British soldier killed in Afghanistan in 2009 was victim of friendly fireSeptember 4th, 2012 - 11:51 pm ICT by BNO News
SUNDERLAND, ENGLAND (BNO NEWS) — A British soldier who died of wounds following an engagement in southern Afghanistan in December 2009 was attacked by U.S. helicopter crews who thought they were attacking insurgents, an inquest was told on Monday, according to local media.
Lance Corporal Christopher Roney, 23, of 3rd Battalion The Rifles, was seriously injured on December 20, 2009, during an engagement in Sangin, a town in Helmand province. He received emergency treatment and was airlifted to a military hospital but died as a result of serious head injuries a day later.
An inquest began in Sunderland on Monday and heard Patrol Base Almas had come under attack from insurgents. The platoon based there was busy fighting them off and called in air support, after which a drone and two helicopters flew to the base, which was a compound with new mud walls which were not on official maps.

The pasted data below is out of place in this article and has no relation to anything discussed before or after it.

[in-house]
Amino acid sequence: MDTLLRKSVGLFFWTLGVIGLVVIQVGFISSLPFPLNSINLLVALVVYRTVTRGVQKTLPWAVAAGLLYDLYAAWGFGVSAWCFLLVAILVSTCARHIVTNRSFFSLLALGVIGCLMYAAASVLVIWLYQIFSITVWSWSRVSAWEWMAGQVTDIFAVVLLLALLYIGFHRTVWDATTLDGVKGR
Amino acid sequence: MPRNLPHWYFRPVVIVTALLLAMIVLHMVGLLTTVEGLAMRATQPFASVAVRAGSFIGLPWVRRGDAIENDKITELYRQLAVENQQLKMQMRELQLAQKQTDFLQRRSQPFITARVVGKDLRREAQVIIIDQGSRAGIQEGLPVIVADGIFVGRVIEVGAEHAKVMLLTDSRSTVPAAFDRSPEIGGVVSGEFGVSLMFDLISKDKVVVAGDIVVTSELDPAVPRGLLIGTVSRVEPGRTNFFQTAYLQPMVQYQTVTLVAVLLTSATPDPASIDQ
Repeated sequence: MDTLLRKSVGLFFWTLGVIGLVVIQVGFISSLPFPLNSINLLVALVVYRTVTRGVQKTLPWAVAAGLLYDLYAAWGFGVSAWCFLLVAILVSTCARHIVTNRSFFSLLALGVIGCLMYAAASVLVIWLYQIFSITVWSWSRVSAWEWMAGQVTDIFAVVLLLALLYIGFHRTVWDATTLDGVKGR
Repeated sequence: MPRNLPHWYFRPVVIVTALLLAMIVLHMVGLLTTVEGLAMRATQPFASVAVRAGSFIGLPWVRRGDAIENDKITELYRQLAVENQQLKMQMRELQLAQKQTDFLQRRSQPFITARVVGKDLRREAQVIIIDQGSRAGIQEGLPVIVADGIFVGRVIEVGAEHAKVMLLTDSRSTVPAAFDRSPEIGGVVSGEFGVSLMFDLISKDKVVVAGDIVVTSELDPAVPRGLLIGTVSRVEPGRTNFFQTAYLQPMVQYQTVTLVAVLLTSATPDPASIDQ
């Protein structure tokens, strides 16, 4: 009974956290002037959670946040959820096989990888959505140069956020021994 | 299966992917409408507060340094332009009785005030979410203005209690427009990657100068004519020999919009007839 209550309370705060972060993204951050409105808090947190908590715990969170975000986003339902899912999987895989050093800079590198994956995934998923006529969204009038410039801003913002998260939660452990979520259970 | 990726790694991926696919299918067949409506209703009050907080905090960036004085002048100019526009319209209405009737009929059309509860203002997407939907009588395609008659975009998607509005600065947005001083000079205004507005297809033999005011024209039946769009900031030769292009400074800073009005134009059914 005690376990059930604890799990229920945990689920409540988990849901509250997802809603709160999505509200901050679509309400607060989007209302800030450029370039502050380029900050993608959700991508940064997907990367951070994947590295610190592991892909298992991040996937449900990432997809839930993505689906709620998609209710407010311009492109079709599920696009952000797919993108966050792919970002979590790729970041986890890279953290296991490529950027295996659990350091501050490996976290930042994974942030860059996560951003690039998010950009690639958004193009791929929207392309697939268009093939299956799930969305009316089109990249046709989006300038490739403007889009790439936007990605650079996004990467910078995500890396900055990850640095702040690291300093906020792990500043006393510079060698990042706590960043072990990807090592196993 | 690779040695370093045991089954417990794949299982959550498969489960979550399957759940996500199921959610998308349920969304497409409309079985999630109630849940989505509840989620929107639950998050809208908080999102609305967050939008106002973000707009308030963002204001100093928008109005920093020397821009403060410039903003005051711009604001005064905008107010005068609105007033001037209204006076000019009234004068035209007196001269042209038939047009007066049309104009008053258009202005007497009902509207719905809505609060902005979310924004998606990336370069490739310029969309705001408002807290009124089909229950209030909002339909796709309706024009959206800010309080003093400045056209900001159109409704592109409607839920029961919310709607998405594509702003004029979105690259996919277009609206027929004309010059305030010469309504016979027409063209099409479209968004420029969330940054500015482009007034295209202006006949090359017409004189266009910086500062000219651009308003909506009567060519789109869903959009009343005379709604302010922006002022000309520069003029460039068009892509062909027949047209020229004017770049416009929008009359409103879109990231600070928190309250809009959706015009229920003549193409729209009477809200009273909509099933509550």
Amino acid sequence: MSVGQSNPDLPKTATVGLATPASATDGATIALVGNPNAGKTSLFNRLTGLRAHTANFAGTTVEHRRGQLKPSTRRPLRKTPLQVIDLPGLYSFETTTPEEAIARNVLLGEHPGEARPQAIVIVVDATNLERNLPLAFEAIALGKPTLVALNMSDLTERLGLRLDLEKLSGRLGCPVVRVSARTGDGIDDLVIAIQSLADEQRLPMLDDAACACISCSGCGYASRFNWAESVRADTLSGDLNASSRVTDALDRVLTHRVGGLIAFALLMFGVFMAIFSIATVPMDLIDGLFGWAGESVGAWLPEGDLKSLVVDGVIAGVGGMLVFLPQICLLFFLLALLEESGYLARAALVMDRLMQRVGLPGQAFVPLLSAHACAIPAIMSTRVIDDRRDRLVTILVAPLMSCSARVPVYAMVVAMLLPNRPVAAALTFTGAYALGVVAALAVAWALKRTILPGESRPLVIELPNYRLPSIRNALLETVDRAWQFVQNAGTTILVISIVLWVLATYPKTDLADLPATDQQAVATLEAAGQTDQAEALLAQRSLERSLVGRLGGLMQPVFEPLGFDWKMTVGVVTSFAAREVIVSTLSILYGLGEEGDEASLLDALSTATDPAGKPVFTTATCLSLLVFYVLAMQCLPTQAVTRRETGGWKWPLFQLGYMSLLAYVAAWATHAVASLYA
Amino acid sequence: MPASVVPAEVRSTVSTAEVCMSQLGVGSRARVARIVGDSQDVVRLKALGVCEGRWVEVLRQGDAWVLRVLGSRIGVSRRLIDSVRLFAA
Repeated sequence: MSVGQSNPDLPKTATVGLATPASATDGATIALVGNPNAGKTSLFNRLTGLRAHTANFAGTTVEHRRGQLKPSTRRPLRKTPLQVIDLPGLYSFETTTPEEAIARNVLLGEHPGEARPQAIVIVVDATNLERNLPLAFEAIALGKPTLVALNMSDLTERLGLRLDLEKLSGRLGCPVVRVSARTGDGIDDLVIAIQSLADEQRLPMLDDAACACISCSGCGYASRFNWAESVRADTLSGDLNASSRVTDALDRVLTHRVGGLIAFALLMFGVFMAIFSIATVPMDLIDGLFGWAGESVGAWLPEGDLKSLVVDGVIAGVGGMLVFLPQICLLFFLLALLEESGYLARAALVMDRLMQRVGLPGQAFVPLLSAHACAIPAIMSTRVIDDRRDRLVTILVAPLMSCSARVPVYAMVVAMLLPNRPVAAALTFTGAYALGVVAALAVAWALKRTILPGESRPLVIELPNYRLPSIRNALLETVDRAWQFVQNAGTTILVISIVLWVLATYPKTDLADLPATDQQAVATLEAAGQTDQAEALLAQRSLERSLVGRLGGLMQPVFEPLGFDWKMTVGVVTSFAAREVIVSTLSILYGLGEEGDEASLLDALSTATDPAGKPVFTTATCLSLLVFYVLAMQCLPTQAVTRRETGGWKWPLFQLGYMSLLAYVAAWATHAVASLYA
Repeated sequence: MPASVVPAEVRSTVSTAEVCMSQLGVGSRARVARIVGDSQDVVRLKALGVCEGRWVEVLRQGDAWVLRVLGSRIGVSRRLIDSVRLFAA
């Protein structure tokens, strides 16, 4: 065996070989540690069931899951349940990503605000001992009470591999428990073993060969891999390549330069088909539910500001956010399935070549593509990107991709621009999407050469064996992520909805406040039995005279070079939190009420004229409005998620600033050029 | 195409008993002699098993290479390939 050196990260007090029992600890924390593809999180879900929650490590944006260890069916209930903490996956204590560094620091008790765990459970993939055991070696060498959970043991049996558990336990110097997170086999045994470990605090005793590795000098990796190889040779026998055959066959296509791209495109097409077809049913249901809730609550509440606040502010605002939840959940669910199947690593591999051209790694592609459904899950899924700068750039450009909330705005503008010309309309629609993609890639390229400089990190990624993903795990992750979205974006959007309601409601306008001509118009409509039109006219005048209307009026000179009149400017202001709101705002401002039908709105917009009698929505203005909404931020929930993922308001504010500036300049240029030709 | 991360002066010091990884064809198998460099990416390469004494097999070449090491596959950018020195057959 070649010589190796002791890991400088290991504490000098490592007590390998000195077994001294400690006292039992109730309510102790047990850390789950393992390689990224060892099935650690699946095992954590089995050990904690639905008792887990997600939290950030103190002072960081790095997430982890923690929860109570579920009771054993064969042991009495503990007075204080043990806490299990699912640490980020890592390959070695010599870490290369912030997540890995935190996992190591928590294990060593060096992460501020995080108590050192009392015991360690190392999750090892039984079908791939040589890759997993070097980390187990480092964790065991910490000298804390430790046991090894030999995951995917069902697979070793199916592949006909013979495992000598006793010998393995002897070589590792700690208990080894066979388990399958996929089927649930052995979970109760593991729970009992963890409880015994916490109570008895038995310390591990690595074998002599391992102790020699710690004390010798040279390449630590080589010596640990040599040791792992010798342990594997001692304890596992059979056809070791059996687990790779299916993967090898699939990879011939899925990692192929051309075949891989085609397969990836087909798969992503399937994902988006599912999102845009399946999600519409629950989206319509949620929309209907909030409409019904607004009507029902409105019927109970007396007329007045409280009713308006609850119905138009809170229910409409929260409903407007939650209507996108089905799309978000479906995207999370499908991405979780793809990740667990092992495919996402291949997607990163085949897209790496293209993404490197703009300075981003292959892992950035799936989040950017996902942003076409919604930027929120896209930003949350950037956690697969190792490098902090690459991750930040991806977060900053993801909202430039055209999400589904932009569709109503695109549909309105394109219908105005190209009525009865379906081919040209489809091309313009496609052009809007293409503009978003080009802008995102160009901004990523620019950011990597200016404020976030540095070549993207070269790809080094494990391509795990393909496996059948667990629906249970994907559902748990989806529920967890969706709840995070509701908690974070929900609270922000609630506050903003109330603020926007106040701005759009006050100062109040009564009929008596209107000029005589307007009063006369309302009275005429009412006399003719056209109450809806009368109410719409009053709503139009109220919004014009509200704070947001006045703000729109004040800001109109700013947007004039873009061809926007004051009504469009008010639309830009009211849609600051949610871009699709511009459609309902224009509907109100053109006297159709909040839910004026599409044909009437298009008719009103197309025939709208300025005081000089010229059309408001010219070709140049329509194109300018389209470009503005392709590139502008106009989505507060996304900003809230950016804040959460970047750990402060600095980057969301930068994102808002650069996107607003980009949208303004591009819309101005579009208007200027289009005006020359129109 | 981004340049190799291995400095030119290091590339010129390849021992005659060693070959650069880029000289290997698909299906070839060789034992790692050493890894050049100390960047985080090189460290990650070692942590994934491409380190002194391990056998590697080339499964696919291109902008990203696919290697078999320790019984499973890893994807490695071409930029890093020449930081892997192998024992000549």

By the time air support arrived, British troops on the ground had already fought off the attackers, according to the BBC. But the U.S. helicopter crews incorrectly identified the coalition troops as insurgents, even though the patrol base had a flagpole, a washing line, defensive constructions, and personnel not dressed like the enemy.
Coroner Derek Winter said the 30mm chain gun rounds injured twelve people, including Roney who later died, and destroyed a communication mast. He said the Apache crews had not been informed, nor did they ask, for the exact location of Patrol Base Almas.
“They were unaware that the compound they were observing and in which they believed they had positively identified insurgents was, in fact, Patrol Base Almas,” Winter was quoted as saying by the BBC. “Fused by the overwhelming belief that Patrol Base Almas was at risk of being overrun, the subsequent reactions and actions to these events created a devastating cumulative effect.”
The inquest is expected to last until Friday.
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Tags: 30mm chain gun, almas, bno, british soldier, british troops, christopher roney, coalition troops, cumulative effect, emergency treatment, flagpole, friendly fire, head injuries, helicopter crews, inquest, lance corporal, military hospital, mud walls, overwhelming belief, southern afghanistan, time air